Acquired Taste

Sweet, salty, bitter, and sometimes delicious.

I’m going to Yale!

Posted by unbeelievable on February 28, 2009

I went a bit AWOL again, due mostly to my finger — it is just too depressing to type with one hand. I am now able to type with two fingers on my left hand (the ring and middle finger) and am really adapting quite well!

So, about Yale. No, I’m not actually moving to Connecticut, paying ungodly amounts of tuition, or studying for hours. Instead, I am “taking” two Yale courses online at The first is “The American Novel Since 1945” taught by Amy Hungerford. The second is a class in the Economics department called “Game Theory” and taught by Benjamin Polak.

The Lit class first: so far, so good. The syllabus is quite rigorous — about a book a week — and includes authors like Cormac McCarthy, Flannery O’Conner, Thomas Pynchon, J.D. Salinger, and Toni Morrison. I’ve only read two of the assigned books (Nabokov’s Lolita and Morrison’s The Bluest Eye) so I am excited.

First book is Richard Wright’s Black Boy. It’s an “autobiography” of Wright’s life from age 4 to his time hanging out with famous writers in Paris as a young man. I say “autobiography” because many of the events in the book are contested (as I learned in lecture). Remember when Oprah got really angry at James Frey for fudging parts of A Million Little Pieces? Wright seems to have had a similar problem. (Not with Oprah, as his book was published in the mid 40’s)

I’m about halfway through the first section, and the main thing that has struck me is how much I dislike the main character. Richard, so far, has become an alcoholic (at age 6!), burned down his own house (age 4), killed a kitten (age 4-5), and has, in general, been pretty much an ***hole. Actually, Wright and Frey share something else in common. I couldn’t stand his character, either.

Black Boy is (so far) surprisingly not very much about racism. It’s more about surviving through the schoolyard, suffering in poverty, and family dynamics. Richard seems to understand that prejudice and racism surround him but doesn’t feel it in his world. In fact, he admits to singing racist songs about Jewish people with his friends. It’s just how things are. I’m expecting that will change as he grows older and interacts with the larger world.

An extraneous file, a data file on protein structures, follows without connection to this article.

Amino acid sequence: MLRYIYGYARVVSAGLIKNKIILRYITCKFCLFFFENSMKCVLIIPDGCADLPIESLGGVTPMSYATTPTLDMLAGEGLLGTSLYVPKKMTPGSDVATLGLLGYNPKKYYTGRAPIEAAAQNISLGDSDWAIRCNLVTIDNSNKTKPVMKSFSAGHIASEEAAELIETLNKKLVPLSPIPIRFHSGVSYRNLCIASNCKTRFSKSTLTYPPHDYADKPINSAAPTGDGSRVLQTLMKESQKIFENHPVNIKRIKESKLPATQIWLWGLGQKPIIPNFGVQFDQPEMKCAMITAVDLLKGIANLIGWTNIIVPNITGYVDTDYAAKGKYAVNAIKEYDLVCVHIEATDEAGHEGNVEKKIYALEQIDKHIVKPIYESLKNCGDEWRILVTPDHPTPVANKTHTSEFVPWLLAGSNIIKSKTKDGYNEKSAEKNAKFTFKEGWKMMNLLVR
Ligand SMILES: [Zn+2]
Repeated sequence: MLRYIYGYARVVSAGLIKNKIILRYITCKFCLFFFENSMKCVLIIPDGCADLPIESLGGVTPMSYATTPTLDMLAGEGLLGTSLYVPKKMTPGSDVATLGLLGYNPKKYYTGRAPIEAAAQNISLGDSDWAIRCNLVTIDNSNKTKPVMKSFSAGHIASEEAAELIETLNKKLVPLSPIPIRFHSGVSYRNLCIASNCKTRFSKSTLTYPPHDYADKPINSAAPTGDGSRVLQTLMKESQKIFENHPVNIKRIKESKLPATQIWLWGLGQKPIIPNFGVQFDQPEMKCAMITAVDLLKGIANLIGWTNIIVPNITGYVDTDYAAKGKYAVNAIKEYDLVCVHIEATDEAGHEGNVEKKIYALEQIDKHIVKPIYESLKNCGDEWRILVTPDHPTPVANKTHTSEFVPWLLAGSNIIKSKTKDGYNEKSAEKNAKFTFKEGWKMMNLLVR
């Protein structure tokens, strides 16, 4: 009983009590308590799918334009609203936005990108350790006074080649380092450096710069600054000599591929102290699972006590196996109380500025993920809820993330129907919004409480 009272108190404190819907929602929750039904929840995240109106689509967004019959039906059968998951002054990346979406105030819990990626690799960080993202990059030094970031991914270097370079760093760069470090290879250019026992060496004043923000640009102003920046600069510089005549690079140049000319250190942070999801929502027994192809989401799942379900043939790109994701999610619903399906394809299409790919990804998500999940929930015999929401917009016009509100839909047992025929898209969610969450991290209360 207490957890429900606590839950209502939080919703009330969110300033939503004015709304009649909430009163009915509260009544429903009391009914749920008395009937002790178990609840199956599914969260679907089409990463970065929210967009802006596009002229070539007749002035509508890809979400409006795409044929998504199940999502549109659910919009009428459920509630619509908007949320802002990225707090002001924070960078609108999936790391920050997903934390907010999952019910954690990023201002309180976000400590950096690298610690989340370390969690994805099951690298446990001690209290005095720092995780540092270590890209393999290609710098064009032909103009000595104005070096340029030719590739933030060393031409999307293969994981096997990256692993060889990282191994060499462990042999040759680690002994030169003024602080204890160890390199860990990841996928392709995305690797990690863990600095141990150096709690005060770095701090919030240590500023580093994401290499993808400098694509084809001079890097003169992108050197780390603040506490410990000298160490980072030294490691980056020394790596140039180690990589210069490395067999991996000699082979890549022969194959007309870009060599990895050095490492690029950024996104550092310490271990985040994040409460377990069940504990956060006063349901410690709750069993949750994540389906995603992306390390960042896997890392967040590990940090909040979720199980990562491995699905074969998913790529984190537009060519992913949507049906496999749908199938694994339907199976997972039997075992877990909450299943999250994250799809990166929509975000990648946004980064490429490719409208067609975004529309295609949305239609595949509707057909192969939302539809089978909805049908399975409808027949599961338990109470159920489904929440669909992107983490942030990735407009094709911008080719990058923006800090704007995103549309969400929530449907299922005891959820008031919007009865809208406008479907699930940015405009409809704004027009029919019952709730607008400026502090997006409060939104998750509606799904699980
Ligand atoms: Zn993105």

OK, on to the next class, “Game Theory.” I can tell that Dr. Polak would be one of my favorite professors if I were at Yale. He’s funny, engaging, and is able to run his class of 200+ students as if it is a small classroom. Quite impressive, really.

The class revolves around creating strategies to get the best outcomes. A classic example discussed in the first class is the Prisoner’s Dilemma. Here is the dilemma–what would YOU do?

Two suspects are arrested by the police. The police have insufficient evidence for a conviction, and, having separated both prisoners, visit each of them to offer the same deal. If one testifies (defects) for the prosecution against the other and the other remains silent, the betrayer goes free and the silent accomplice receives the full 10-year sentence. If both remain silent, both prisoners are sentenced to only six months in jail for a minor charge. If each betrays the other, each receives a five-year sentence. Each prisoner must choose to betray the other or to remain silent. Each one is assured that the other would not know about the betrayal before the end of the investigation.

To rat, or not to rat…that is the question. Polak points out that this dilemma is brought up time and time again in shows like Law and Order. So, what should you do?? I’m going to make you watch the lecture to find out. It’s worth it. In fact, lecture 1 was so good that I went ahead and watched lecture 2. (Maybe that just means I’m a big nerd.)

If anyone wants to be my study buddy, that would be great! Otherwise I’ll try to re-cap some of the classes when I get a chance.


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